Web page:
Generally, for a strong GARCH(p,q) process it is assumed that all coefficients $\alpha_1, ..., \alpha_q, \beta_1, ..., \beta_p$ are non-negative. However, I estimated a regular GARCH(p,q) model for which the data exhibited strong volatility persistence as one could see in the plot of squared residuals, and I got negative coefficients for some $\beta_i$ and I am wondering if that is okay? Together all coefficients add up to $< 1$, so second-order stationarity is satisfied. But what should I do about the negative coefficients (if anything)?

  • $\begingroup$ If I remember correctly, you could get away with negative coefficients as long as certain inequalites are satisfied (the cofficients cannot be "too negative"). Tsay "Analysis of Financial Time Series" has some note on it, I think. But I may be wrong. $\endgroup$ Apr 6, 2016 at 13:23
  • $\begingroup$ Nope, I just checked, there is nothing in Tsay "Analysis of Financial Time Series". $\endgroup$
    – Taufi
    Apr 6, 2016 at 14:43
  • $\begingroup$ Sorry then. Perhaps that was for multivariate models in Lütkepohl's "New Introduction to Multiple Time Series Analysis", but that is irrelevant. $\endgroup$ Apr 6, 2016 at 14:50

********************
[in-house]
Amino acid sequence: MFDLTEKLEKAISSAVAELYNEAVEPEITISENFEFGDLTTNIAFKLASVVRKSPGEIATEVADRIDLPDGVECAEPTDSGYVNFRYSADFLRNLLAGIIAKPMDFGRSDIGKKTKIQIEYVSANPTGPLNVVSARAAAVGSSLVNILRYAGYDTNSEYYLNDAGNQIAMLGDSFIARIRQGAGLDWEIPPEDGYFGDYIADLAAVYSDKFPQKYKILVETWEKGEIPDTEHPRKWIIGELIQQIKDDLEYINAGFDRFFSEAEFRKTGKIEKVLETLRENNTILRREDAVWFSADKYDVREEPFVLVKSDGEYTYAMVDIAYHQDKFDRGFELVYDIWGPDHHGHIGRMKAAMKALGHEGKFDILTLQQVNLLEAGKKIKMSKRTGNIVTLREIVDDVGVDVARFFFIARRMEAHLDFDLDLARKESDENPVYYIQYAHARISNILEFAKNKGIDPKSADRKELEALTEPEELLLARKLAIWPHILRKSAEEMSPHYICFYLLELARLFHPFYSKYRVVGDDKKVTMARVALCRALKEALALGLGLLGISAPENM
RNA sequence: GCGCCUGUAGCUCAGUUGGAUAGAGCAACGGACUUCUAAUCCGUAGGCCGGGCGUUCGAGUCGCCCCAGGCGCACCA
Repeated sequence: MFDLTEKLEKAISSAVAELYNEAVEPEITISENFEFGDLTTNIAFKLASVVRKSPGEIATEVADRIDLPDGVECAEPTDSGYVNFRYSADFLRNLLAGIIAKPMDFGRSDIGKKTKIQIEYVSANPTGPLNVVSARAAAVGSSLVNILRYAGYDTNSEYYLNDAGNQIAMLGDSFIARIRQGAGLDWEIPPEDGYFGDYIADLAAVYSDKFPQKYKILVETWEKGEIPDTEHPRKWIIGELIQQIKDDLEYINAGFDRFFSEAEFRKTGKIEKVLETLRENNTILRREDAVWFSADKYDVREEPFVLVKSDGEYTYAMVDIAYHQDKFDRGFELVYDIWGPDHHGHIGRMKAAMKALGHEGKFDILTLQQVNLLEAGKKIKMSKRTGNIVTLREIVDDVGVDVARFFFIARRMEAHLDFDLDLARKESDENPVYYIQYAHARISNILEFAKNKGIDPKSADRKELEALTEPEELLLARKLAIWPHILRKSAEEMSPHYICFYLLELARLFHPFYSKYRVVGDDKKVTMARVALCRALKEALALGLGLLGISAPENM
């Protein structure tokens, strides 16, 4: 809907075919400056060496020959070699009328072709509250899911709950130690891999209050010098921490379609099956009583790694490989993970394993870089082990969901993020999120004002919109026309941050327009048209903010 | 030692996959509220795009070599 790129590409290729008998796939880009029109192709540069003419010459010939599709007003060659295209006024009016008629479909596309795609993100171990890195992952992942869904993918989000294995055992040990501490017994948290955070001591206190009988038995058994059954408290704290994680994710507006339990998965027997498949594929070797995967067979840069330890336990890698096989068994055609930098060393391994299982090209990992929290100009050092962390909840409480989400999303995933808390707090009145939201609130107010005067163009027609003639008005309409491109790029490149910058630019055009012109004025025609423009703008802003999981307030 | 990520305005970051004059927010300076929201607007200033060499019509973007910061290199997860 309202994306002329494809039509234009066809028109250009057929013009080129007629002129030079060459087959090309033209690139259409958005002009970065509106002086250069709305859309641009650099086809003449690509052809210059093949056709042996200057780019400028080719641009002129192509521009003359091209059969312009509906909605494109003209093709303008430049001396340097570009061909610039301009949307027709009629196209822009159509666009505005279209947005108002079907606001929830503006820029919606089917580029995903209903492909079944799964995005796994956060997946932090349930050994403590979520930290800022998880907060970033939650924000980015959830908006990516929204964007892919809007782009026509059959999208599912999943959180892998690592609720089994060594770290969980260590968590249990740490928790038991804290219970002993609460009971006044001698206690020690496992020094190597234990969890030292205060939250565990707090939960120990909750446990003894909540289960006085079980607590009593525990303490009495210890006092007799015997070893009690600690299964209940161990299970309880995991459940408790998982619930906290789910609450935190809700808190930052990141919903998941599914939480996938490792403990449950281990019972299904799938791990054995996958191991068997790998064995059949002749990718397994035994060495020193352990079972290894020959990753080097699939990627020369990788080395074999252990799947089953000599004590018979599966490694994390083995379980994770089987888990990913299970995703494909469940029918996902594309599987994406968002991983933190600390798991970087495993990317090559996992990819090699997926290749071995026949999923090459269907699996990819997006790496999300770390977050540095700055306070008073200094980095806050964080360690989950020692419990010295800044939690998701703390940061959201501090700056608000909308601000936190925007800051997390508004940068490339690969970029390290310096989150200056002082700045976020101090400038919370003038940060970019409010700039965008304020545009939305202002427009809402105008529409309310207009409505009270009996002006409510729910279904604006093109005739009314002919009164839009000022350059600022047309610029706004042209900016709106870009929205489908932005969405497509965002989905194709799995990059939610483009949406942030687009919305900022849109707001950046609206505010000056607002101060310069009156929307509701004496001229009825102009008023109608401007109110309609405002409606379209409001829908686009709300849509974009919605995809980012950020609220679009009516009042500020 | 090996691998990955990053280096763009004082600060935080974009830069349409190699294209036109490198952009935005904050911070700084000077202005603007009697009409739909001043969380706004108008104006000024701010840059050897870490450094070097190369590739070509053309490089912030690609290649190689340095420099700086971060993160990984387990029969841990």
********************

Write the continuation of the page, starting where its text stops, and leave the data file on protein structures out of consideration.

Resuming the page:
1 Answer 1


So there are two considerations you need to make when inspecting the estimated parameters. First, does my GARCH process possess a strictly stationary distribution, given the parameter estimates and secondly, will the GARCH process be non-negative (since it is a variance), with these same parameters?

Strict stationarity is a minimum requirement for the maximum likelihood estimator to be consistent, that is, the estimation procedure returning the "true" parameters on average. When restricting the parameters to be positive a sufficient (but not necessary) condition is, as you also point out, that the sum of the $\alpha$'s and $\beta$'s is less than 1. This rule doesn't apply if the parameters are allowed to be negative.

Non-negativity: There is no easily checkable rules (to my knowledge) that ensure non-negativity for the general GARCh(p,q) process. But Nelson & Cao (1992) give easy checkable conditions for GARCH(1,q) and (somewhat) manageable conditions for GARCH(2,q). For example the conditions for the GARCH(2,1), $$\sigma_t^2 = \omega + \alpha_1 y_{t-1}^2+\beta_1 \sigma_{t-1}^2 +\beta_2 \sigma_{t-2}^2$$ are

\begin{aligned}\omega & \geq0\\ \alpha_1 & \geq0\\ \beta_1 & \geq0\\ \beta_1+\beta_2 & <1\\ \beta_1^{2}+4\beta_2 & \geq0 \end{aligned}

These conditions only ensure that the $\sigma^2$-process is non-negative, but says nothing about stationarity of $\sigma_t^2$ or $y_t$.


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